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Sci Total Environ. 2016 May 1;551-552:676-94. doi: 10.1016/j.scitotenv.2016.02.001. Epub 2016 Feb 22.

Carbon dioxide emissions from Tucuruí reservoir (Amazon biome): New findings based on three-dimensional ecological model simulations.

Author information

1
Remote Sensing Division, National Institute for Space Research, 12227010 São José dos Campos, São Paulo, Brazil. Electronic address: mpedroso@dsr.inpe.br.
2
Department of Earth Sciences, Indiana University-Purdue University Indianapolis, Indianapolis, IN, USA. Electronic address: igoroga@gmail.com.
3
Remote Sensing Division, National Institute for Space Research, 12227010 São José dos Campos, São Paulo, Brazil. Electronic address: carlos@dsr.inpe.br.
4
Remote Sensing Division, National Institute for Space Research, 12227010 São José dos Campos, São Paulo, Brazil. Electronic address: loren@dsr.inpe.br.
5
Remote Sensing Division, National Institute for Space Research, 12227010 São José dos Campos, São Paulo, Brazil. Electronic address: joaquim@dpi.inpe.br.
6
Department of Cartography, São Paulo State University, 19060900 Presidente Prudente, São Paulo, Brazil. Electronic address: enner@fct.unesp.br.
7
Remote Sensing Division, National Institute for Space Research, 12227010 São José dos Campos, São Paulo, Brazil. Electronic address: stech@dsr.inpe.br.

Abstract

We used a three-dimensional model to assess the dynamics of diffusive carbon dioxide flux (F(CO2)) from a hydroelectric reservoir located at Amazon rainforest. Our results showed that for the studied periods (2013 summer/wet and winter/dry seasons) the surface averaged F(CO2) presented similar behaviors, with regular emissions peaks. The mean daily surface averaged F(CO2) showed no significant difference between the seasons (p>0.01), with values around -1338mg Cm-2day-1 (summer/wet) and -1395mg Cm-2day-1 (winter/dry). At diel scale, the F(CO2) was large during the night and morning and low during the afternoon in both seasons. Regarding its spatial distribution, the F(CO2) showed to be more heterogeneous during the summer/wet than during the winter/dry season. The highest F(CO2) were observed at transition zone (-300mg Cm-2h-1) during summer and at littoral zone (-55mg Cm-2h-1) during the winter. The total CO2 emitted by the reservoir along 2013 year was estimated to be 1.1Tg C year-1. By extrapolating our results we found that the total carbon emitted by all Amazonian reservoirs can be around 7Tg C year-1, which is 22% lower than the previous published estimate. This significant difference should not be neglected in the carbon inventories since the carbon emission is a key factor when comparing the environmental impacts of different sources of electricity generation and can influences decision makers in the selection of the more appropriate source of electricity and, in case of hydroelectricity, the geographical position of the reservoirs.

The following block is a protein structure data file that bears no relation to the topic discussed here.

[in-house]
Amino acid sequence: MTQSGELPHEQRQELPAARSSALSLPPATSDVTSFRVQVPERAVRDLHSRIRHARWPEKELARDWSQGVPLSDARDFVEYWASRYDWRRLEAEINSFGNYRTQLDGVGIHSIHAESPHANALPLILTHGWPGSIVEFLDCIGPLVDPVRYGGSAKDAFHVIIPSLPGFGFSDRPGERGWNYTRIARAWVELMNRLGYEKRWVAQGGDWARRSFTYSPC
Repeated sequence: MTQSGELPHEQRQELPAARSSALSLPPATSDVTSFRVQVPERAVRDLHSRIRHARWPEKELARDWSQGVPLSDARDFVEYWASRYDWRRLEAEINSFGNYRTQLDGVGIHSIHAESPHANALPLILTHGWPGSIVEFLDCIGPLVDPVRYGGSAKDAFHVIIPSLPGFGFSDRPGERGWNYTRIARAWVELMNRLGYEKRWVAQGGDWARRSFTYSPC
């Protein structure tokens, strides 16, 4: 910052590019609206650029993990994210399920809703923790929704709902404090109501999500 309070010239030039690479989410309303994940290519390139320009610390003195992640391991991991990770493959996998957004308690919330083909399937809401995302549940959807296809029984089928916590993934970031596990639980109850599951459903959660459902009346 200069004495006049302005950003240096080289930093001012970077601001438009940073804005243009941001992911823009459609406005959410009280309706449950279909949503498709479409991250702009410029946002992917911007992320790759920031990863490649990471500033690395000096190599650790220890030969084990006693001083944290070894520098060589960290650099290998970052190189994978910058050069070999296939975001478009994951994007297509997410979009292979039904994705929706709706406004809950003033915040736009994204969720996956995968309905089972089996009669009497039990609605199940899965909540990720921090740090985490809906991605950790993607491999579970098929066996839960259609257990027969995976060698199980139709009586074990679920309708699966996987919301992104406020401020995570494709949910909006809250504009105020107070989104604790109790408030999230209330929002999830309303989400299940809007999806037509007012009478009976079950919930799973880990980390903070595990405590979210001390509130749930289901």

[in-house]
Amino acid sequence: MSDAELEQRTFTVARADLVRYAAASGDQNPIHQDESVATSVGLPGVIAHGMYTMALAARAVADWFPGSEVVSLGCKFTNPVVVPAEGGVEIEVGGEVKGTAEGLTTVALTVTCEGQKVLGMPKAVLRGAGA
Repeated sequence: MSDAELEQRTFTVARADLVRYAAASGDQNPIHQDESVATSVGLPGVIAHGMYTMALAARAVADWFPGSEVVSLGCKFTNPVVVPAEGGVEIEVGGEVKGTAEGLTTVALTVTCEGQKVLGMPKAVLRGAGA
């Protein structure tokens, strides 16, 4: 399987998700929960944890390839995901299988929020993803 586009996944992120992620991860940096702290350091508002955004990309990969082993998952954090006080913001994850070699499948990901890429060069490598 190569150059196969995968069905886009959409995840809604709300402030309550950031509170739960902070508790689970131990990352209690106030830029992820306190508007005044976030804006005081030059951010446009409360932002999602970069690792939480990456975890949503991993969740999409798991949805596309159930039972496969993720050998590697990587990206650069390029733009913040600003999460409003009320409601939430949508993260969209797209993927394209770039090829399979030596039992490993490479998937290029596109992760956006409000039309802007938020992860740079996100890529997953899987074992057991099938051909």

KEYWORDS:

Amazon biome; Carbon dioxide; Greenhouse gases emission; Hydroelectric reservoirs; Numerical modeling

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